Rochester Cathedral

(13) Rochester Cathedral

The Vines

(14) The Vines

Monk Statue

(15) Monk Statue

Playground

(16) Playground

Back at ground level, I rejoined the Saxon Shore Way in front of the Cathedral (picture 13). The route follows the road that goes around the right-hand side of the Cathedral, soon turning left into Minor Canons Row and then taking the next street to the right until it arrives at The Vines, a small park (picture 14). The route follows the concrete path diagonally across the park, passing a statue of a monk that has been carved from a tree that was felled during the famous storm of October 1987 (picture 15).

Leaving the park, the route continues along East Row and then uphill on Gravel Walk, crossing Delce Road before briefly turning right along the next road then crossing at an intersection into another, larger park. The paved path climbs gently past a childrens playground (picture 16) and some tennis courts before descending to pass in front of a brick building.

Fort Pitt Hill

(17) Fort Pitt Hill

Hamond Hill

(18) Hamond Hill

Bomb

(19) Bomb

Leaving Dock Road

(20) Leaving Dock Road

The path turns to the right beyond the building, going uphill briefly before turning left along another path over Fort Pitt Hill, which is topped by three large wooden arches (picture 17). Further along the path, a signpost indicates that the Saxon Shore Way turns left and descends towards New Road Avenue. This was the first waymarking I had seen since the eastern end of Rochester Bridge during the previous afternoon.

The route crosses New Road Avenue and descends the steep Hamond Hill (picture 18) to turn right into Chatham High Street. The route soon bears left into Medway Street, passing a house with what appears to be a WWII bomb in its front garden (picture 19). At the end of Medway Street, the route turns left into Globe Road. At the end of Globe Road the route turns left again into the A231 Dock Road, which it follows for about 700 metres, passing Fort Amhurst and some old barracks, before turning right up some steps to a footpath beside a tower block (picture 20).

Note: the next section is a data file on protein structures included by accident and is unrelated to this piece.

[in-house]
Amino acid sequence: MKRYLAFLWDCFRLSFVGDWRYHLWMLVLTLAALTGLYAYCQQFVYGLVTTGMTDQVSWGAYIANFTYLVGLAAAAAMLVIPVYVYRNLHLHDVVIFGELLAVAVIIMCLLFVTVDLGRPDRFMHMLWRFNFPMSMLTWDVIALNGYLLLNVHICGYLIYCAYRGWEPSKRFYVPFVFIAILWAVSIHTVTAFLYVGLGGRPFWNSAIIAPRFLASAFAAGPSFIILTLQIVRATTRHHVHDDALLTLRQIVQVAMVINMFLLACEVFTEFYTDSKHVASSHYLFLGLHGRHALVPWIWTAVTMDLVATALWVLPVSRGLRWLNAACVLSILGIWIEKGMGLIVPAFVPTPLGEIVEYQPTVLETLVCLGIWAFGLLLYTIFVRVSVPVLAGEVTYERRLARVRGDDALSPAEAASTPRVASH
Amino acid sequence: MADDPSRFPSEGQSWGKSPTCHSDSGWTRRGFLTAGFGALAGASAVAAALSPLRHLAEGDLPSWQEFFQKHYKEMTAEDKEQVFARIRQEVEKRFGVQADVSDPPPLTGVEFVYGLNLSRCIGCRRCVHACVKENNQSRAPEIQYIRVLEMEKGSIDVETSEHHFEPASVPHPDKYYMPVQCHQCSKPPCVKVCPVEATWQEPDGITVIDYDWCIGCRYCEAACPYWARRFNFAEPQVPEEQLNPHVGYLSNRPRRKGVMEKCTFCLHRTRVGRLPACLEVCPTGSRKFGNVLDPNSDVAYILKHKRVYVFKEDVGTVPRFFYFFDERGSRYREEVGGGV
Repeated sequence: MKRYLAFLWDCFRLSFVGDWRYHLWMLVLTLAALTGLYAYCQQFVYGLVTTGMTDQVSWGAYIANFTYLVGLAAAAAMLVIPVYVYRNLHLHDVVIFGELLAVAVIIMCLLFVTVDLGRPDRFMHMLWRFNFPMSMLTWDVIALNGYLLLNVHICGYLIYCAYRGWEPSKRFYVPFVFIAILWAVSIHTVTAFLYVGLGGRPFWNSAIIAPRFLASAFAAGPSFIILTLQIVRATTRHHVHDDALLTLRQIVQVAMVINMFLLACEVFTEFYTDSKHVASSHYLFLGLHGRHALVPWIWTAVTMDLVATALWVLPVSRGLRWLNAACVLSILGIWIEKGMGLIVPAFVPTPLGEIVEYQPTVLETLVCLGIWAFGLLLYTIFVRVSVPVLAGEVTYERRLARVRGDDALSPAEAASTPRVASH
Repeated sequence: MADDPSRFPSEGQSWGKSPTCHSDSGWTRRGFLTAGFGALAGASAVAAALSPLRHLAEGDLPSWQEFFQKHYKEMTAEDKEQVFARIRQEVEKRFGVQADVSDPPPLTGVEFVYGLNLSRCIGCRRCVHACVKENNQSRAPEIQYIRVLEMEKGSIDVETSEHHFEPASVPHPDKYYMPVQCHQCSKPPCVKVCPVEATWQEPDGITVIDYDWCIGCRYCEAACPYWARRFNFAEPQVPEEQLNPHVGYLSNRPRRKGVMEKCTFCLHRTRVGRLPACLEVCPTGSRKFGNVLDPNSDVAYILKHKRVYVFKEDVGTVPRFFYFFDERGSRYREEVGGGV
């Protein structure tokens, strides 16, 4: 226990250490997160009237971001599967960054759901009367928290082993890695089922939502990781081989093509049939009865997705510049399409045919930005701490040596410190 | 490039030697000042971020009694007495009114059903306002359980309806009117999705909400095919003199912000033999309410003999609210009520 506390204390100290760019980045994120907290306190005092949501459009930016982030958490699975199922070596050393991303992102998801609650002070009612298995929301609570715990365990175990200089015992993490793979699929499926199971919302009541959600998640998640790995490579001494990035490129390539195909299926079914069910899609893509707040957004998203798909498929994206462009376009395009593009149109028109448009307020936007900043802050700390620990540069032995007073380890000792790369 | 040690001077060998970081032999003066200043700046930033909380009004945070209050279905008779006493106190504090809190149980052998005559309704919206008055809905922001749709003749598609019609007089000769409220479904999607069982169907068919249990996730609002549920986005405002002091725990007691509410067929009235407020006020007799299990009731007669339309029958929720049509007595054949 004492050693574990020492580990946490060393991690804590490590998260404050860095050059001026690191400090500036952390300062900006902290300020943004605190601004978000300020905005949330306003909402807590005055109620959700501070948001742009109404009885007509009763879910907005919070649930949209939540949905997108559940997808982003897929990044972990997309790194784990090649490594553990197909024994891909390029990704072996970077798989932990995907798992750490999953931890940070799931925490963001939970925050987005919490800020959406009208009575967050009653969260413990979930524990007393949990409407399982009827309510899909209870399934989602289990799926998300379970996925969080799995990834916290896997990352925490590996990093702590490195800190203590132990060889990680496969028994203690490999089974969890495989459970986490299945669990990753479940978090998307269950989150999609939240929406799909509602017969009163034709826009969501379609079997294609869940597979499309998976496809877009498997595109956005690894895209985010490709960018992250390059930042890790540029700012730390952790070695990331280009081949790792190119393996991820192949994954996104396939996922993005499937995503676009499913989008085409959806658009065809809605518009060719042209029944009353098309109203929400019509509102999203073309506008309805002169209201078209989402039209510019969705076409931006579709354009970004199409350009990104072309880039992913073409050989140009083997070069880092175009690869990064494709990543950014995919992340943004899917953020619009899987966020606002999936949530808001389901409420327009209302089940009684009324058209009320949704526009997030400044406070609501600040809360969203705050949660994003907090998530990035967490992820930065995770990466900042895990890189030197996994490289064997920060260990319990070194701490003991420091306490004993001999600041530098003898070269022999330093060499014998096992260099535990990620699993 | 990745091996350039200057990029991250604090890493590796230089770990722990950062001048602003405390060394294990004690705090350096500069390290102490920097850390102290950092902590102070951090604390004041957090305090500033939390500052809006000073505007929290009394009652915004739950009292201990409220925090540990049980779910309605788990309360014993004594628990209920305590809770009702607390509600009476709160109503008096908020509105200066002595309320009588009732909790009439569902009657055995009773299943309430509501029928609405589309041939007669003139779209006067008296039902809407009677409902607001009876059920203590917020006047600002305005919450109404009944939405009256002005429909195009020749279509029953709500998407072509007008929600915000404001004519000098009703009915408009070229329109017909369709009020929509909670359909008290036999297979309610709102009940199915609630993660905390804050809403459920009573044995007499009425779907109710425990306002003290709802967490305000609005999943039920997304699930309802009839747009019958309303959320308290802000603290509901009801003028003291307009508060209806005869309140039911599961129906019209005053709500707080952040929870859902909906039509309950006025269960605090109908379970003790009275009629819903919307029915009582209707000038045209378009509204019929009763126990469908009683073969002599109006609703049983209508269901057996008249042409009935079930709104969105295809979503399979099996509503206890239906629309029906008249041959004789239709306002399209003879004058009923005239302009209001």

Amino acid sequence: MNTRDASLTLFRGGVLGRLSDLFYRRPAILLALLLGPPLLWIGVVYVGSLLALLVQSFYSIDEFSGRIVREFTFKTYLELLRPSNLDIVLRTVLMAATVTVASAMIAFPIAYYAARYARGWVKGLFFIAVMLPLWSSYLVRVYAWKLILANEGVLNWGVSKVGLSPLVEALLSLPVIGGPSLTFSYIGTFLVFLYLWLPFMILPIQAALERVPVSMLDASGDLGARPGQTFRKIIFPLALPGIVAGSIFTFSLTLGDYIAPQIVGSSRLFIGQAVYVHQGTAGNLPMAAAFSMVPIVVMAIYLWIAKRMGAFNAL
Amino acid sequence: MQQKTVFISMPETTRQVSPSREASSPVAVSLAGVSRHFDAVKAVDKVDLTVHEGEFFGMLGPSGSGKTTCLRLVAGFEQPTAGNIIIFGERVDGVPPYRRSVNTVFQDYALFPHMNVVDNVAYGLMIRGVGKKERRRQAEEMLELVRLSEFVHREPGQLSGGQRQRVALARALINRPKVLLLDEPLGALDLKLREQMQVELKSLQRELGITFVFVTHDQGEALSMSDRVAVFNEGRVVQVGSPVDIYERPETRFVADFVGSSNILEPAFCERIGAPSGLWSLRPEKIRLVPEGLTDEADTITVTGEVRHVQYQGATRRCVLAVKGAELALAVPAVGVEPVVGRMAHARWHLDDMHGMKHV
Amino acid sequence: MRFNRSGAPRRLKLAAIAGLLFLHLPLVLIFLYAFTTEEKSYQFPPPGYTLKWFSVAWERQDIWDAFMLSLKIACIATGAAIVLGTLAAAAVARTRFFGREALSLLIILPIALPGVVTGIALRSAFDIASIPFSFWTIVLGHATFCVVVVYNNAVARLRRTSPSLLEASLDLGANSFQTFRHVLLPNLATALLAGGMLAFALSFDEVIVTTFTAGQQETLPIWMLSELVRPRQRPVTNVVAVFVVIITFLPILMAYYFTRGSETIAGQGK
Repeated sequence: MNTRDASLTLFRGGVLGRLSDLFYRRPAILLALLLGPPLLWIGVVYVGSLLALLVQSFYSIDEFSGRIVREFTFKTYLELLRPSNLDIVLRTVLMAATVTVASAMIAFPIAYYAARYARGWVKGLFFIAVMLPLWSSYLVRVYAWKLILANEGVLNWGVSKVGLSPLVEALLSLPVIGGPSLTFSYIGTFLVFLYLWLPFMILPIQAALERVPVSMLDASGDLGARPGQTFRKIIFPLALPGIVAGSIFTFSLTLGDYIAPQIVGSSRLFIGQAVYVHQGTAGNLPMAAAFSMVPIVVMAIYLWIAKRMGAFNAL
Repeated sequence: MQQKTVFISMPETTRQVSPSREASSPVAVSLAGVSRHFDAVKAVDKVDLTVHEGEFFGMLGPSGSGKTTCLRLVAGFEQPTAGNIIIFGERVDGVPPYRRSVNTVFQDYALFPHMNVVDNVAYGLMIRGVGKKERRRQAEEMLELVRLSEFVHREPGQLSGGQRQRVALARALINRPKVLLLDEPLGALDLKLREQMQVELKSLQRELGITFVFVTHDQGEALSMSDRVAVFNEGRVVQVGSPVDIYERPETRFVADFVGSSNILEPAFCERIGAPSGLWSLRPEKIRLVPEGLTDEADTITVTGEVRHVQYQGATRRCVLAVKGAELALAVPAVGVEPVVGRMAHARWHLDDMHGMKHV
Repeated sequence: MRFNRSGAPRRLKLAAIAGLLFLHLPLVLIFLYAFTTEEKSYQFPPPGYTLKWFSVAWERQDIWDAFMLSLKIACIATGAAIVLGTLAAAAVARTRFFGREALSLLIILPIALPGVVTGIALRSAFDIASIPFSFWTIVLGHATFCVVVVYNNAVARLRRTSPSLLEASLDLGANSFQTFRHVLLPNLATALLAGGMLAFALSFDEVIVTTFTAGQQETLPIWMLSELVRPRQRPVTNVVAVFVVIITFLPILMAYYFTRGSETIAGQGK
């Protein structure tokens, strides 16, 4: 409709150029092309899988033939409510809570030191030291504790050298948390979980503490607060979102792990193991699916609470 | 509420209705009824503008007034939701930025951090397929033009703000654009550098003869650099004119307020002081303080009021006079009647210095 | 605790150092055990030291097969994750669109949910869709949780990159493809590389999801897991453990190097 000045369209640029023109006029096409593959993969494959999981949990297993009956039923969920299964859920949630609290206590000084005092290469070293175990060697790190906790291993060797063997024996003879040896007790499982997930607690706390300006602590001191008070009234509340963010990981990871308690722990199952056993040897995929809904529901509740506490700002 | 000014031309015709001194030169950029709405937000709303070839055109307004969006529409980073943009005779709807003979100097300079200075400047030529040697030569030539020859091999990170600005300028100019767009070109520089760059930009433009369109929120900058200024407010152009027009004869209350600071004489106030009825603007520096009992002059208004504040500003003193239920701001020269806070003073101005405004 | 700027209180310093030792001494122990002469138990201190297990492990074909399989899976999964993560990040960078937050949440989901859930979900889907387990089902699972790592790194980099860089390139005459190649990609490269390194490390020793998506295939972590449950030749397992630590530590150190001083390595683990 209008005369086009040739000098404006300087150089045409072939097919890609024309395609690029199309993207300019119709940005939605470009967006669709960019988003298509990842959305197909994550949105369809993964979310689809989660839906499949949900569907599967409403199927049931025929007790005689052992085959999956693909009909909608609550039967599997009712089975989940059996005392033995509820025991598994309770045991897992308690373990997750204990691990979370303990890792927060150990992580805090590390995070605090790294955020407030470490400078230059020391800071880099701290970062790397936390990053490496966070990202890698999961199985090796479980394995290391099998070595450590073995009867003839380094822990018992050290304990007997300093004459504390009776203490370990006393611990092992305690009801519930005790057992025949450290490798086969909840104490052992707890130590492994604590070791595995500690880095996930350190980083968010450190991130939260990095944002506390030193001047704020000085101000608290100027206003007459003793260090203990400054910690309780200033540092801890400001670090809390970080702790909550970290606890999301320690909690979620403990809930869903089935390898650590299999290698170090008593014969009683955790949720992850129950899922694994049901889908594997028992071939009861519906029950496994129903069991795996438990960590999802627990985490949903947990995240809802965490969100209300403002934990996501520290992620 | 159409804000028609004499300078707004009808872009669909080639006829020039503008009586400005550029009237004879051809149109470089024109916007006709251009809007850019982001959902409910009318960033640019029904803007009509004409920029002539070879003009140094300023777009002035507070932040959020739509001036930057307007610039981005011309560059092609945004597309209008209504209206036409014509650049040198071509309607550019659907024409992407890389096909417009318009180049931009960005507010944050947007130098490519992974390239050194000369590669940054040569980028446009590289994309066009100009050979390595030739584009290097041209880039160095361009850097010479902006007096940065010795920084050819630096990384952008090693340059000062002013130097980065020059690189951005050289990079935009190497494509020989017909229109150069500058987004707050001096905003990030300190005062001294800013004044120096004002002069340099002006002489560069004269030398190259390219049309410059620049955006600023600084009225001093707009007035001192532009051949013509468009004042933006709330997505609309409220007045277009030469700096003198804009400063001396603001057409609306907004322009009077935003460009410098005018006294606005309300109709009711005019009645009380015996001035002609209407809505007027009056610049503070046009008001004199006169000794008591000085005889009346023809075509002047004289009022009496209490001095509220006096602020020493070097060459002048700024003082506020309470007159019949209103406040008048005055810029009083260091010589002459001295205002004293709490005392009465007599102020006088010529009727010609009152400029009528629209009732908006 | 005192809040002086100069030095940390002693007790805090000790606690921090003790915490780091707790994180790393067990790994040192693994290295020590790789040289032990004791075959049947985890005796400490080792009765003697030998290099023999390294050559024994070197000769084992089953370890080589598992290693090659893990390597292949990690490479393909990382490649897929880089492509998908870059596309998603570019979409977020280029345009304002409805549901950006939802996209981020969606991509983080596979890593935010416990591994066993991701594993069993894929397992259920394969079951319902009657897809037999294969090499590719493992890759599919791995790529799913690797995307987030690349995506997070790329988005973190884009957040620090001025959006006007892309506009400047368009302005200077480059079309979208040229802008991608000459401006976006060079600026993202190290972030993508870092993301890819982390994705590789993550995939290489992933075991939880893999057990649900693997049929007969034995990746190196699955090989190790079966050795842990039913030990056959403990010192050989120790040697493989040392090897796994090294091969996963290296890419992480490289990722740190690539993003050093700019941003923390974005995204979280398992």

The Cannon

(21) The Cannon

Path across The Great Lines

(22) Path across The Great Lines

Gillingham High Street

(23) Gillingham High Street

Gillingham Station

(24) Gillingham Station

At the top of the hill, the route continues ahead through a residential area, heading along Pleasant Row, which becomes Garden Street and then Sally Port, passing the King George V pub and soon The Cannon (picture 21) along the way. Along Sally Port, the houses on the left give way to a sports ground and soon after the houses on the right give way to an open area known as the Great Lines (picture 22), which was once the line of fire for cannons that defended the Chatham Dockyard.

When the path reaches the next road, it follows it to the left and then turns right into the Gillingham High Street, which becomes pedestrianized after one block (picture 23). There were many people in the High Street, contrasting with the route so far, where I'd seen very few people since leaving Gravesend.

After several blocks, the High Street reaches Gillingham Railway Station (picture 24), where I finished my walk for the afternoon, my GPS showing 5.3km covered since Rochester Castle.